SALT LAKE CITY — A Utah businessman and his company pleaded guilty to violating two federal wildlife protection laws Wednesday, officials said.
Jean-Michel Arrigona, 58, of Midvale, the owner of the taxidermy and skeleton art company Natur, Inc., pleaded guilty in Salt Lake City U.S. District Court to felony violations of the Lacey Act and a misdemeanor violation of the Endangered Species Act, according to the U.S. Department of Justice in a Thursday news release.
Arrigona was indicted by a grand jury in November following an investigation by the Fish and Wildlife Service's Office of Law Enforcement. Federal prosecutors alleged that he unlawfully imported dead wildlife and resold it at his business.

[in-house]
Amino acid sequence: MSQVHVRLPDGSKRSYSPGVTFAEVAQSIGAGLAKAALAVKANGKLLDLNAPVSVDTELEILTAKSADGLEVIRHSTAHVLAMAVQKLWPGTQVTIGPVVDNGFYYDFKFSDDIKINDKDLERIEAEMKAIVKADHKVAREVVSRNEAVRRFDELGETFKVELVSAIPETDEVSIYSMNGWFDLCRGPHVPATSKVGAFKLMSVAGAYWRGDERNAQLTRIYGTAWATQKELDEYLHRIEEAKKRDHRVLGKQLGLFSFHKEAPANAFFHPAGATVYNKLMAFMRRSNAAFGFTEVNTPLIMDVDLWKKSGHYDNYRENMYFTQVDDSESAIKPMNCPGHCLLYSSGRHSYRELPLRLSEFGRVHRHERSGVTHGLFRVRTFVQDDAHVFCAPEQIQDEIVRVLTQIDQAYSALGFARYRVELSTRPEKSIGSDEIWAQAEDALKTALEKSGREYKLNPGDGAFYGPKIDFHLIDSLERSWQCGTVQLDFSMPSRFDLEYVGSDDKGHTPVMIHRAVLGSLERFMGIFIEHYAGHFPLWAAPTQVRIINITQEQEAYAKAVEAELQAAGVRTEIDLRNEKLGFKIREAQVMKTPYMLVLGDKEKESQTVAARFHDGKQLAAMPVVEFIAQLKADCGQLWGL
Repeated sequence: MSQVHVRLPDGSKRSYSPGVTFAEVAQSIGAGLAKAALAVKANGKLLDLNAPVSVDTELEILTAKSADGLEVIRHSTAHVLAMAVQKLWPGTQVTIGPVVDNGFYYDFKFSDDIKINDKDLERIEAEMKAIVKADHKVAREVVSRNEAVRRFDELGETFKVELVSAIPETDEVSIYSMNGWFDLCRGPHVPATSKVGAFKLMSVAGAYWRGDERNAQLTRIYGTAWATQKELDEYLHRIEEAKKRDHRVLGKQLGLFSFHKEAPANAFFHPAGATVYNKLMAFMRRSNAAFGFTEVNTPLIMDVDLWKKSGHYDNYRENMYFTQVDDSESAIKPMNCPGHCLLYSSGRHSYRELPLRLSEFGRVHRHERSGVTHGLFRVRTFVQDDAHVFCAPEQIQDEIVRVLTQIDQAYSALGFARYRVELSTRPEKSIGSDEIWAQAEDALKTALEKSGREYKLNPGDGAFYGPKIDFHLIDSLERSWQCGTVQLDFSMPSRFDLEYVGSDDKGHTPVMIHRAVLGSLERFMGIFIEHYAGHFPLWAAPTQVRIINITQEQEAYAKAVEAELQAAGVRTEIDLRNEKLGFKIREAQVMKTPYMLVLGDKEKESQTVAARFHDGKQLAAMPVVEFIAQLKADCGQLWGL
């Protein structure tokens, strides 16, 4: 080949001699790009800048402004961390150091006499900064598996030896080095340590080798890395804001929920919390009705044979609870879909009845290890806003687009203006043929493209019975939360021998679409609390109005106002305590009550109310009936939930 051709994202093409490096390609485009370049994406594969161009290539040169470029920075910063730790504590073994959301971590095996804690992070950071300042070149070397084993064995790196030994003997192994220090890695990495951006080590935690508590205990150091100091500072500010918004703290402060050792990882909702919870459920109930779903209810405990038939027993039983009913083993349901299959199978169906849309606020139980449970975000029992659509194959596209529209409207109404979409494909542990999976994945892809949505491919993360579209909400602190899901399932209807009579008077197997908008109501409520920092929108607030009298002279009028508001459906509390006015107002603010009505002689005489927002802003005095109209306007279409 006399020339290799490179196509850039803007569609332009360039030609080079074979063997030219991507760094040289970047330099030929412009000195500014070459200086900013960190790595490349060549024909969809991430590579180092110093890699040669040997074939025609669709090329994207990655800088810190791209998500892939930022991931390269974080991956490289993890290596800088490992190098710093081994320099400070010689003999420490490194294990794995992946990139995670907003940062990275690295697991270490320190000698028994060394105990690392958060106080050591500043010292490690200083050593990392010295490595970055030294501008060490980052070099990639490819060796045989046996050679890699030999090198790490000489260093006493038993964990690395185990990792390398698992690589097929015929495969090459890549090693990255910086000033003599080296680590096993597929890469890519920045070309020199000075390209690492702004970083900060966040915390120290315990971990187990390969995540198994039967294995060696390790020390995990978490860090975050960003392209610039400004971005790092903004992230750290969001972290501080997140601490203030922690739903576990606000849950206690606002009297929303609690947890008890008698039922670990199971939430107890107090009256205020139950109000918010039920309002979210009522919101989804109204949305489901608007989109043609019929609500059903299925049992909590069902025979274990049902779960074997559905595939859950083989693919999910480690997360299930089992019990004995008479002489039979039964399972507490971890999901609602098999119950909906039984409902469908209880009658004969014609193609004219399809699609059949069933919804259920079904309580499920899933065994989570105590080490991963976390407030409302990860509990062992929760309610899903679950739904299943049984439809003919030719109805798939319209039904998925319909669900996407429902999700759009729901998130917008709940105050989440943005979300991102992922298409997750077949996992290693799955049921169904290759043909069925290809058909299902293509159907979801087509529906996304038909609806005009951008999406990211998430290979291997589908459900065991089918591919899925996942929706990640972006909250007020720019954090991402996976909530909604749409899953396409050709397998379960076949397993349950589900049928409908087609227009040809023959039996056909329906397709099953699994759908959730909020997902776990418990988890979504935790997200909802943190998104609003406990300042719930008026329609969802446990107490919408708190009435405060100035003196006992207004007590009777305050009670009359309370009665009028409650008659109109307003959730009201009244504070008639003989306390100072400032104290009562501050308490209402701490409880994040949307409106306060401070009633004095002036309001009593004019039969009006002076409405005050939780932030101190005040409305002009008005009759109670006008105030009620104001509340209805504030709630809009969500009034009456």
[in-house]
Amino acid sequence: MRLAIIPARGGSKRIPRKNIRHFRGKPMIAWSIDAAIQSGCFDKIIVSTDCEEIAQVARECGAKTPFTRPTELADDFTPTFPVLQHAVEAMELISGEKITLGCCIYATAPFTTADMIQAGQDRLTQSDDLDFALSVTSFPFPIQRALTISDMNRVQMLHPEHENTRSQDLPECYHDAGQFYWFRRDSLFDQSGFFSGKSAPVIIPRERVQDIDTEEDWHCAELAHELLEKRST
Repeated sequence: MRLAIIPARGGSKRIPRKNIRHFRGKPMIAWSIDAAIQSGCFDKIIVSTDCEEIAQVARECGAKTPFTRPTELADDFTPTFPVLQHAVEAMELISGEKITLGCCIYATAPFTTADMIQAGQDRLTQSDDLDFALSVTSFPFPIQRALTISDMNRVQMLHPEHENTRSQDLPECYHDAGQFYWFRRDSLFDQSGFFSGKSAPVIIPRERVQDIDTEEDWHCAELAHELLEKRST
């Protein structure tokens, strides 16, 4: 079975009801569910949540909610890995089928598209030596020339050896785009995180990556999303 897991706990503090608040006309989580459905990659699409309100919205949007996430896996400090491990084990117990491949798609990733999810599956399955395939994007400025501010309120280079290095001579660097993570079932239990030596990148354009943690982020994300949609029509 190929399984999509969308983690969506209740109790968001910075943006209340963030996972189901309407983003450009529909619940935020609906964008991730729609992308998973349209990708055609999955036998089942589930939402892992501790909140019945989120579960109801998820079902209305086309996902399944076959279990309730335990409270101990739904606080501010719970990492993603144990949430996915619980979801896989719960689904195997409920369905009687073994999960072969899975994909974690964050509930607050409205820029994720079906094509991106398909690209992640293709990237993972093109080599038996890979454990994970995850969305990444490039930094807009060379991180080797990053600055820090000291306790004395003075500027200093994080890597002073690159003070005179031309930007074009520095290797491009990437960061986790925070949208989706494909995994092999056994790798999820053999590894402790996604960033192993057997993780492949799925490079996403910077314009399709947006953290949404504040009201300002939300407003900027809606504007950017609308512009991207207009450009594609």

Authorities said Wednesday that the Midvale resident admitted to federal officials that he imported about 1,500 wildlife items between 2015 and 2020 and that only three packages were declared with the U.S. Fish and Wildlife Service or with U.S. Customs, which is required. Some of the items imported were protected by the Convention on International Trade in Endangered Species of Wild Fauna and Flora, officials said.
Arrigona and his business agreed to pay at least $23,101 and $5,000 in fines, respectively, Department of Justice officials said. He could face a maximum of five years in prison and $250,000 for violating the Lacey Act, while the Endangered Species Act could result in a $25,000 fine and five years of probation.
He is scheduled to be sentenced on Aug. 4.
The Lacey Act, which is the country's oldest wildlife protection law, prohibits anyone from knowingly importing, exporting, transporting, selling, receiving, acquiring or purchasing wildlife that's in violation of a U.S. law, treaty or regulation. The Endangered Species Act protects species that face the threat of extinction.